Or you could have a breakdown in a form we don't understand because some of the science that is developing around the world is not in the United States. We don't what it is anymore.

And my point was that if you are thinking about -- and my vision is that we want to be safe, prosperous, and free. And the save comes first, because if you're not safe, you're not going to get the prosperity and freedom.

I think we are really underestimating how dangerous the world is.

VAN SUSTEREN: If that's true -- all of those things are terrifying and it makes me want to run down into the basement like in the '50's shelter and get some canned goods -- but how would you do things differently?

GINGRICH: First of all, it means you have to have a more robust and a more significant national security and homeland security system. It means you have to control the border. It means you have to have intelligence system that you're supporting, not one you're undermining every morning.

It means you have to think about a robust missile defense. We also have to think about in a very serious way North Korea and Iran. These two countries are drifting steadily towards becoming much more dangerous.

You just came back from India. You look at the situation in Pakistan, which has a significant number of nuclear weapons. We all focus on Iran, which is trying to get nuclear weapons, or North Korea, which has two or three, but Pakistan has a significant number of nuclear weapons and a relatively unstable country.

And I think you have to ask -- and there is the fact that we have this terrible dilemma that the more successful we are at stopping terrorist attacks, the easier it is for people to relax and say, "Why are you worried?" It is kind of like, your seatbelt works, why do you keep putting it on?

Well, there are people around the planet who get up every morning trying to figure out how to kill Americans. And the fact that for the last seven years we have been pretty successful stopping should not kid us. I mean, we have been actively trying to stop terrorist attacks on a delete bases worldwide.

And my point in the speech at Heritage was that we have to fundamentally rethink our national defense system. We have to recognize both the short-term problem, where I think Secretary Gates is being very serious about trying to reshape the budget, but we have long-term challenge.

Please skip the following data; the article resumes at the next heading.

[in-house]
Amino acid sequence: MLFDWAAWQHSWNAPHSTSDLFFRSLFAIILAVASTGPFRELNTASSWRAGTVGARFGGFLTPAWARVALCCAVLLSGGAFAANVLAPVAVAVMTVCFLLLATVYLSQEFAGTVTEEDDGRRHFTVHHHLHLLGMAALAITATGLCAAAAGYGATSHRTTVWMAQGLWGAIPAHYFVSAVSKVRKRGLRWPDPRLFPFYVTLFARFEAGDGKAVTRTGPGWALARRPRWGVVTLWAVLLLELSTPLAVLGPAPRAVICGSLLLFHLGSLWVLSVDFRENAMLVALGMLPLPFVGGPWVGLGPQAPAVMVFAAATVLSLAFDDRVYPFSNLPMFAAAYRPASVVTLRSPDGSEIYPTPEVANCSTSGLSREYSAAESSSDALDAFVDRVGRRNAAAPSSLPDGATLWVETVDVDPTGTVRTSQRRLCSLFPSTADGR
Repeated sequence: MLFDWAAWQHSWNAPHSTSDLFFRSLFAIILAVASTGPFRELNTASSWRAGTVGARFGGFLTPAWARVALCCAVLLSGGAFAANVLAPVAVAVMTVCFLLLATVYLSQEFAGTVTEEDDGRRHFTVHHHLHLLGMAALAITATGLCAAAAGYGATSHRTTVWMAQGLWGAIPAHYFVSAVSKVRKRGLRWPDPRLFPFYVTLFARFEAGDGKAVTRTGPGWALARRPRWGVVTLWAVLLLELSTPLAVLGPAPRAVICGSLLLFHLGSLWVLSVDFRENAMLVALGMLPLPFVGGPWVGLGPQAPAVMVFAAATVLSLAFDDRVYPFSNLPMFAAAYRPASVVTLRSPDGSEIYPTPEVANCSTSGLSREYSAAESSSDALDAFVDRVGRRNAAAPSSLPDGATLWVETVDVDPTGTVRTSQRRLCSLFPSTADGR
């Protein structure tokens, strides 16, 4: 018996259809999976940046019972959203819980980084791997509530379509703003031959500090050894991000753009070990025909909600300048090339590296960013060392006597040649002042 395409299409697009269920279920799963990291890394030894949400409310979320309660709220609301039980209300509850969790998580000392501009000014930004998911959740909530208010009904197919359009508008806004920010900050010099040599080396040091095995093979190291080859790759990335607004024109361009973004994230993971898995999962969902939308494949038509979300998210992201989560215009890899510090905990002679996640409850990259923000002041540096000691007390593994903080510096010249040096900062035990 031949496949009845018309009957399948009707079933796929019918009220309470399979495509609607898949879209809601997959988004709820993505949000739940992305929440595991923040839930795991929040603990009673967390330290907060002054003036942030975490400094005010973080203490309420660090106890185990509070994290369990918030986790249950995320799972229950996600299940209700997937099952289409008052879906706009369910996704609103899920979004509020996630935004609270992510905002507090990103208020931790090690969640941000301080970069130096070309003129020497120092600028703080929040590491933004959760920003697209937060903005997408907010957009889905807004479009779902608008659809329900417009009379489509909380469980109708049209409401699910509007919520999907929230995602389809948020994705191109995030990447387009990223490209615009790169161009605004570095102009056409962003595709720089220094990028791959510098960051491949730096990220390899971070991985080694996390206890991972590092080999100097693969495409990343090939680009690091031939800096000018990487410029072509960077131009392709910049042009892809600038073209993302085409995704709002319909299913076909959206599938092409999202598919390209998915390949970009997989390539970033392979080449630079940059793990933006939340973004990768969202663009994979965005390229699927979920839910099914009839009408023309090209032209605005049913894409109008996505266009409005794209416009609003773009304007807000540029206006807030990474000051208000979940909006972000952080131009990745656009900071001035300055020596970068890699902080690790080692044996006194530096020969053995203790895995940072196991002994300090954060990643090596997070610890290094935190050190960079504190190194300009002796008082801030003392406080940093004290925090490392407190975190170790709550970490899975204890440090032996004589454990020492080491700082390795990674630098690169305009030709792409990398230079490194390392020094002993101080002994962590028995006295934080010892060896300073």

China is going to be a significant competitor, not an enemy, but a significant competitor in the next 25 years. If we underfund science and technology and new developments and new capabilities, we are going to find ourselves one morning and a very disadvantageous position that could become very dangerous.

My only point of every American is, look, we have been amazingly fortunate since 1945. We are the most powerful nation in the world, and that has been good.

Taking the risk of growing weaker, and taking the risk of letting other people compete more effectively, means we will be in much greater danger and will be much less safe.

And, in an age of the kind of weapons I described to you, that can manifest itself not in a military defeat over there. That could manifest itself in a catastrophic event that fundamentally changes American life.

VAN SUSTEREN: President Bush every morning got up and dealt with all these problems on his plate. I assume President Obama is likewise doing it and taking it seriously, both of them.

Is there anything profoundly different that you would do? These are not problems that could be solved overnight.

GINGRICH: I would do things profoundly different from both President Bush and President Obama. I would take the electromagnetic pulse problem, for example, very seriously.

My friend and co-author Bill Fortune just wrote a very good novel called "One Second After," which really shows you what would happen in a small town in North Carolina and if we were attacked -- an electromagnetic pulse is like a giant lightning strike. It knocks out the electric generators. It knocks out all these lights. It knocks out the television. It knocks out your telephone. And does it permanently. It does not come back.

So you suddenly have, for example, every person who depends on insulin can't get any more because the refrigeration is gone. Every schizophrenic who is dependent on drugs can't get them because...

VAN SUSTEREN: Every breathing machine in every hospital...

GINGRICH: It is a catastrophe. That's one.

Two, nuclear weapons are real. We have people out there trying every morning figuring out how to get a new clear weapon or dirty bomb, which is a very inefficient new clear weapon.

My only point is we need to have a much more robust national security strategy, a much more robust homeland security strategy, and there is a simple measure. Are we controlling the border? If we are not controlling the border, who are we kidding?

VAN SUSTEREN: We obviously need to have a long discussion about this, and I'm going to draft you to come back and do that.

Mr. Speaker, thank you, sir.

GINGRICH: Great to be with you.